When put together, these two vulnerabilities create an effective attack against a Kerberos authentication environment. Set up your fake Kerberos server, cause the real Kerberos to reboot, and clients will begin to see your fake Kerberos server while the real one reboots. Packaging these fixes together is almost like providing a recipe for such an attack.
  • MS05-043 - Vulnerability in Print Spooler Service: another "big whoop." Attacks against this service would come via the same channels the majority of Windows attacks come; for example, via 139/445. Further, on XP SP2 and Windows 2003 SP1 attacks must be from authenticated clients.

A program called "Peach Fuzzer" was featured on a Web site recently. This program allows for the abuse of program input via "fuzzing", or providing input which nearly complies, but fails in a variety of aspects, to comply with expected input. The program is intended to test applications which expect user input to determine if they can be exploited by injection.

Peach Fuzzer abuses the Windows RPC interface, a highly complex and long-overlooked major subsystem. Our brief review suggests the tool may not yet be mature enough to be a real threat to consumers, but the RPC subsystem is likely to contain numerous security vulnerabilities that such a tool can uncover, if past history is indicative. XP SP2 forces all RPC connections to be from authenticated users, which will dramatically reduce the potential impact of future RPC exploits.

Privacy
German bank Postbank has introduced a new service called iTAN (TAN is an acronym for Transaction Number.) The point of the service is to introduce a time-sensitive value provided only by the bank, with which customers are able to authenticate transactions. In Postbank's case, customers are required to enter their PIN (personal identification number) together with a specifically chosen (by Postbank, at the time of the transaction authorization) TAN. The TAN's life is extremely limited (seconds), and supposedly cannot be replayed within a reasonable period of time.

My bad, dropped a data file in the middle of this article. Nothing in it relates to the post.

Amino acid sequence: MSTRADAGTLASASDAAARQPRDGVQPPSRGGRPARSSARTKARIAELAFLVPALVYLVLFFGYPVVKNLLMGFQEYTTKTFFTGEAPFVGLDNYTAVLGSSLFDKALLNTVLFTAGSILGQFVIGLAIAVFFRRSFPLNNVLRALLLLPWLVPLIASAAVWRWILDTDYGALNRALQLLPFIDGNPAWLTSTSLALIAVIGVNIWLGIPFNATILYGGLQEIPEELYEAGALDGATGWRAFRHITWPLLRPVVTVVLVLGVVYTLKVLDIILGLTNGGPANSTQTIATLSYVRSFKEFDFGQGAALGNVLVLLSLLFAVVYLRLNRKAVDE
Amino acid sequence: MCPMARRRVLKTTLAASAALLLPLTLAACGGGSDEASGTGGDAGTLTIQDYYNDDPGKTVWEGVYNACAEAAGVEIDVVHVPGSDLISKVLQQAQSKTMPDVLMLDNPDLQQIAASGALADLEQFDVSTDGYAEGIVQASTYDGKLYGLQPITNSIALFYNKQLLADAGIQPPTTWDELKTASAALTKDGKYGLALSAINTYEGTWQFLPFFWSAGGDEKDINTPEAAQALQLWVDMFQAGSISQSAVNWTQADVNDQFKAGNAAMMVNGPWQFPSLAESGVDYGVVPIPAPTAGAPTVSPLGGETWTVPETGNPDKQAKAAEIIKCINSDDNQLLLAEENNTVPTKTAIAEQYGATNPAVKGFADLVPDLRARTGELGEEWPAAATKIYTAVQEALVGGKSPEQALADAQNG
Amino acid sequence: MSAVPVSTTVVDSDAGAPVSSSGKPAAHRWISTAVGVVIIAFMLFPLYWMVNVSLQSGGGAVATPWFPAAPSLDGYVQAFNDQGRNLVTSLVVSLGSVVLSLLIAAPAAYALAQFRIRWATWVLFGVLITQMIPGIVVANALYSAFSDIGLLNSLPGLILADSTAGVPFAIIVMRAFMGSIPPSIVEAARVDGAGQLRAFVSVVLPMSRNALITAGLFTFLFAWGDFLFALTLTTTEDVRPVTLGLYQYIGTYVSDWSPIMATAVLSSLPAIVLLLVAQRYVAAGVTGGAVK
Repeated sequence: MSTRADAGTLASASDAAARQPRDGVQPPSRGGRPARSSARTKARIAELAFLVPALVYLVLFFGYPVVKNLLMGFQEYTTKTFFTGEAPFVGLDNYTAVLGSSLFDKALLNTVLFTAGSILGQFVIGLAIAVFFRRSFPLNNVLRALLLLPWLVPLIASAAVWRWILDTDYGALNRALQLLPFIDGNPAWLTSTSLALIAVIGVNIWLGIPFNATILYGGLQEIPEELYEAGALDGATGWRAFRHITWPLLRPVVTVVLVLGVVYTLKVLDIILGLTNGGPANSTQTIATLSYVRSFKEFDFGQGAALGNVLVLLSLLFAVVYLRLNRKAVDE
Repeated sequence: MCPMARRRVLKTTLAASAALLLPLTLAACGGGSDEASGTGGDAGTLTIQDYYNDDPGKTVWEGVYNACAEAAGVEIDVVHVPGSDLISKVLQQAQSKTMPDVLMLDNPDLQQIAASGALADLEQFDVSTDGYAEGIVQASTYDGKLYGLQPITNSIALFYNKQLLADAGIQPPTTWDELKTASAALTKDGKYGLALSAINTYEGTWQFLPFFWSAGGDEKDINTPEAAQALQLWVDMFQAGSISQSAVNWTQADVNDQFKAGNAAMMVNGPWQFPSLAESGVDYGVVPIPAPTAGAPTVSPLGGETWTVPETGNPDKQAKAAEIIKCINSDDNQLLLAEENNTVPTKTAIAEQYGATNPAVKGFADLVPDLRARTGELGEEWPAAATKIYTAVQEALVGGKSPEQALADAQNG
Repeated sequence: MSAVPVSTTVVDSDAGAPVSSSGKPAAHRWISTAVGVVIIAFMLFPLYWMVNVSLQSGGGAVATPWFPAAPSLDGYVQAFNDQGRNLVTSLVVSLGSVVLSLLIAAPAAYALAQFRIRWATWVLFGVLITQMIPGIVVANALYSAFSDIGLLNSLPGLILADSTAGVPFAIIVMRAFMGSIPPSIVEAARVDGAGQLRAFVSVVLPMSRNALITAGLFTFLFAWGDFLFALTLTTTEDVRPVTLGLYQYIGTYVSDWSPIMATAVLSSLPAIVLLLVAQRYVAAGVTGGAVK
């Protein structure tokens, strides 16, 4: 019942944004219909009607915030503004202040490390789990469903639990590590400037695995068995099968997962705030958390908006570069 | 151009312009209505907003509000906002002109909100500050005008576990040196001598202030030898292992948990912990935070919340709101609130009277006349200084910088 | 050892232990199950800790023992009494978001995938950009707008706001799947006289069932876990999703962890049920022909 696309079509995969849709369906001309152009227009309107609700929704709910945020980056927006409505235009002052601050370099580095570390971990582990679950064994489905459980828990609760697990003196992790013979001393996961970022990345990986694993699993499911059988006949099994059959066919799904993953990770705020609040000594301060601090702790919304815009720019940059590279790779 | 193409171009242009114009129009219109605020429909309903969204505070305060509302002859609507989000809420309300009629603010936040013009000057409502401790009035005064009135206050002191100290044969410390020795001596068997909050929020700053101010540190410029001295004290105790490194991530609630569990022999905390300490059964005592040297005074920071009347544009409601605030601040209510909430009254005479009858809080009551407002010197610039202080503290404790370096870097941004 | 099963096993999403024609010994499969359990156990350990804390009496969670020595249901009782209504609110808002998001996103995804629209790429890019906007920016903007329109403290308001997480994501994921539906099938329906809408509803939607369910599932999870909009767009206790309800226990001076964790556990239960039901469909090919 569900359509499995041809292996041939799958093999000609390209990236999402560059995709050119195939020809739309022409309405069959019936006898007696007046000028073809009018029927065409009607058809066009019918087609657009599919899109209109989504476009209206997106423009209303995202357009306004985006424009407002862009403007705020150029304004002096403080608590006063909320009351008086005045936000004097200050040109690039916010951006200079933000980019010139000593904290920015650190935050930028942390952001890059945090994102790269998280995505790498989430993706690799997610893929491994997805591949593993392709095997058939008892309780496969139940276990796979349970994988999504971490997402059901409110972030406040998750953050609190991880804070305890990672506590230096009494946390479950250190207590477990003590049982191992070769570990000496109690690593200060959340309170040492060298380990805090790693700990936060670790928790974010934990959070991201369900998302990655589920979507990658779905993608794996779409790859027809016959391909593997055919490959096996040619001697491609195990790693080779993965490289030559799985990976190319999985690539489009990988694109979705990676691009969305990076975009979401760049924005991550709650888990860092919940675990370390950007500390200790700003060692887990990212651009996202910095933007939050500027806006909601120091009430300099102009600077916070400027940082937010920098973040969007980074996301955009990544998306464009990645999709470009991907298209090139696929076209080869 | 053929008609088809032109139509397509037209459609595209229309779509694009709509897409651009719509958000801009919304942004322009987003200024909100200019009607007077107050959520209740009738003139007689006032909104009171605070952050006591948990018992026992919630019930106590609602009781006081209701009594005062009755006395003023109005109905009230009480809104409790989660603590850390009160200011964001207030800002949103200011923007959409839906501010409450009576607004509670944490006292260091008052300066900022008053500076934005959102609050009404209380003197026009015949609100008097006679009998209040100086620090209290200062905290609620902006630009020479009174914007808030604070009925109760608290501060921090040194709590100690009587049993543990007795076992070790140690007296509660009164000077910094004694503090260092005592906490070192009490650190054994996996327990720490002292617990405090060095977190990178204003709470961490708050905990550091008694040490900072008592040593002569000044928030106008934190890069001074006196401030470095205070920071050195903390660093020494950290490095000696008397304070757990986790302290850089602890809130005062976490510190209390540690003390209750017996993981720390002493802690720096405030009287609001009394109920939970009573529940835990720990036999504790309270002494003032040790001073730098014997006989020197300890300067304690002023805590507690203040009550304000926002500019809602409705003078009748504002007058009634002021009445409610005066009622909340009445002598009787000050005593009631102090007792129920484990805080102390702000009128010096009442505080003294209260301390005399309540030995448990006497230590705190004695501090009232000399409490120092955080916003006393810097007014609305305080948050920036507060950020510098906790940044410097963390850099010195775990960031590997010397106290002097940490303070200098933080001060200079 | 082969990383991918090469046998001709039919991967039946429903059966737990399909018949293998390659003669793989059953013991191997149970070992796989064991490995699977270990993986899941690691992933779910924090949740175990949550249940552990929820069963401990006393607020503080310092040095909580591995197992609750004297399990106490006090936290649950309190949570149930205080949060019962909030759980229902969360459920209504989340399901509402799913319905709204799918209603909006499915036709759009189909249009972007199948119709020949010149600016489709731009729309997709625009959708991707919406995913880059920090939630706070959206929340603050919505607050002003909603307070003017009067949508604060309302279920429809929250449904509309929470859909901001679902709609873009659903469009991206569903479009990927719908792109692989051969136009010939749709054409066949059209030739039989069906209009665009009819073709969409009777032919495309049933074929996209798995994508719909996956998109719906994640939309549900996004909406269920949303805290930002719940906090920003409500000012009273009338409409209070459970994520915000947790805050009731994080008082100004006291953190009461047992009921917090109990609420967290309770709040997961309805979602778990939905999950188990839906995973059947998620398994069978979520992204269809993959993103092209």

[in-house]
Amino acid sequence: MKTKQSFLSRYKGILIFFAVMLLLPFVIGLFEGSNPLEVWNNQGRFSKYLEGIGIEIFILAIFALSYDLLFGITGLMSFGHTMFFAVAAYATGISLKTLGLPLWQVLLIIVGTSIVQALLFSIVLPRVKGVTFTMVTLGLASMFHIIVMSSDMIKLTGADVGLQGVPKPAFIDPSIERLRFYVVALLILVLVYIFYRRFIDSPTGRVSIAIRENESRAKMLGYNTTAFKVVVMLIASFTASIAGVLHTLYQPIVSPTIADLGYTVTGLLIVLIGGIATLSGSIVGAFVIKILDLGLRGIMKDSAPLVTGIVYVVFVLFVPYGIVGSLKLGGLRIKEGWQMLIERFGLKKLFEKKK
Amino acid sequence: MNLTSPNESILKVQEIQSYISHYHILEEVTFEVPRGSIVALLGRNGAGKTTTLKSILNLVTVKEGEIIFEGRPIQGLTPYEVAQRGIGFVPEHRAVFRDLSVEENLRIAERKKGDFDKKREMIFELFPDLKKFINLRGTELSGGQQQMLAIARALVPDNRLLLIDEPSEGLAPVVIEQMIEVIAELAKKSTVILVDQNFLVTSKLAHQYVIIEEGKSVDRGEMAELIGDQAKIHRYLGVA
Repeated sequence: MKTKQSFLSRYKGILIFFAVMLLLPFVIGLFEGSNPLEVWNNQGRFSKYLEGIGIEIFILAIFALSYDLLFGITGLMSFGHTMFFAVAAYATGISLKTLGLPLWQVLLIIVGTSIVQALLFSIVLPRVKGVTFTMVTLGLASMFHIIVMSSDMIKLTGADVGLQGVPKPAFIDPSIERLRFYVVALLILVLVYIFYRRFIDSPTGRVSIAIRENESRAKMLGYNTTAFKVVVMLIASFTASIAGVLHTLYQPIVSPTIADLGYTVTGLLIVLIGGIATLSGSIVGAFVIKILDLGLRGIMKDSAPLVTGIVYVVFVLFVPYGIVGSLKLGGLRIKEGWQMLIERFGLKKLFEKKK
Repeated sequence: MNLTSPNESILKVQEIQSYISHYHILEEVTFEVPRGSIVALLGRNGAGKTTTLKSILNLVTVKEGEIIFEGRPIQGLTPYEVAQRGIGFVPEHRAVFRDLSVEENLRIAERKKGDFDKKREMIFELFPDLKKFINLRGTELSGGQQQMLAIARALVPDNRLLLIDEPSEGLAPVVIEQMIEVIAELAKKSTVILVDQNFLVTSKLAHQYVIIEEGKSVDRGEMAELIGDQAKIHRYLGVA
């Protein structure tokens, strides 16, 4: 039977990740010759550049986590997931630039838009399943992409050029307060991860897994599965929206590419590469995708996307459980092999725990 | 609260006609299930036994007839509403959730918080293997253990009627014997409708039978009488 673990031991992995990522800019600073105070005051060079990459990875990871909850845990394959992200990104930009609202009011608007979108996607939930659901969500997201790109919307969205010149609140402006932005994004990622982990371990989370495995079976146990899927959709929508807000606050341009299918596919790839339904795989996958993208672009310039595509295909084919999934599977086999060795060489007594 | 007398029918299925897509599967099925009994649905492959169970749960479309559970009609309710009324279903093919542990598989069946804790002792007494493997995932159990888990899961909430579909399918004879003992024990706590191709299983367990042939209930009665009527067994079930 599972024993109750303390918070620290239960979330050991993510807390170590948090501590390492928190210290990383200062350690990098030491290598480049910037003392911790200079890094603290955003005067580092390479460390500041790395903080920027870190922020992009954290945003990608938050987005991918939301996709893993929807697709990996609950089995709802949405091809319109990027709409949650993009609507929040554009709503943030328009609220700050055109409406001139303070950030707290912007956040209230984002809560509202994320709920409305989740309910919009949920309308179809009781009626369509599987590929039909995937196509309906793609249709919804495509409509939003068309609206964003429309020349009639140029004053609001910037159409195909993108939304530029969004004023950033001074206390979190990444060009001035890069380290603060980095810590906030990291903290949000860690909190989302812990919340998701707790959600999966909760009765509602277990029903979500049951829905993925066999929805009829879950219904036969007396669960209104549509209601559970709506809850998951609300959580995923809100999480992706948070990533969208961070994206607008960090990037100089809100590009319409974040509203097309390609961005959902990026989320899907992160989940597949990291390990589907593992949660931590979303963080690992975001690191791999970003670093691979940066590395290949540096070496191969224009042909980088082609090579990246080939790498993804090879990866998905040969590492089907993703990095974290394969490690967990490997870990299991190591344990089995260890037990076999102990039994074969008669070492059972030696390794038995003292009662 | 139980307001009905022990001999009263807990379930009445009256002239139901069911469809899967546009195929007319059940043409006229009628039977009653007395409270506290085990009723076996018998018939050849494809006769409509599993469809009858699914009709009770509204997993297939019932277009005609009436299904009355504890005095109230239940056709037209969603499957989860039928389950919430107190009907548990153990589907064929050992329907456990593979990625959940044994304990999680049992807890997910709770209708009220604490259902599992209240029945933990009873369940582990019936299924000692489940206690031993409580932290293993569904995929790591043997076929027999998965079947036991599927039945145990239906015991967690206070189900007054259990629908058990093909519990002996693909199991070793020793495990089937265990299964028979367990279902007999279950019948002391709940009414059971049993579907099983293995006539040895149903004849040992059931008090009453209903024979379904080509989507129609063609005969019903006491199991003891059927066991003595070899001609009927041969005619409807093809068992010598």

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The value of such a system really has to be questioned. It's trivial for phishers to mimic the system Postbank is employing, including scraping the actual TAN number being offered to a client in order to validate the transaction.

Wow, a university has lost personal information to hackers ... again! Cal Poly Pomona is just another .edu to lose personal information stored on its networks to hackers.

One really has to wonder if there are any people in California who have not lost their personal information. By the looks of things, the only people who may not have had their personal information compromised are the uneducated.

Governance
Ofcom, the U.K. communications industries regulator, has announced it will be making radio spectrum available for use by Radio Frequency Identification (RFID) equipment without a wireless telegraphy license.

About the Author

Russ Cooper is a senior information security analyst with Verizon Business, Inc. He's also founder and editor of NTBugtraq, www.ntbugtraq.com, one of the industry's most influential mailing lists dedicated to Microsoft security. One of the world's most-recognized security experts, he's often quoted by major media outlets on security issues.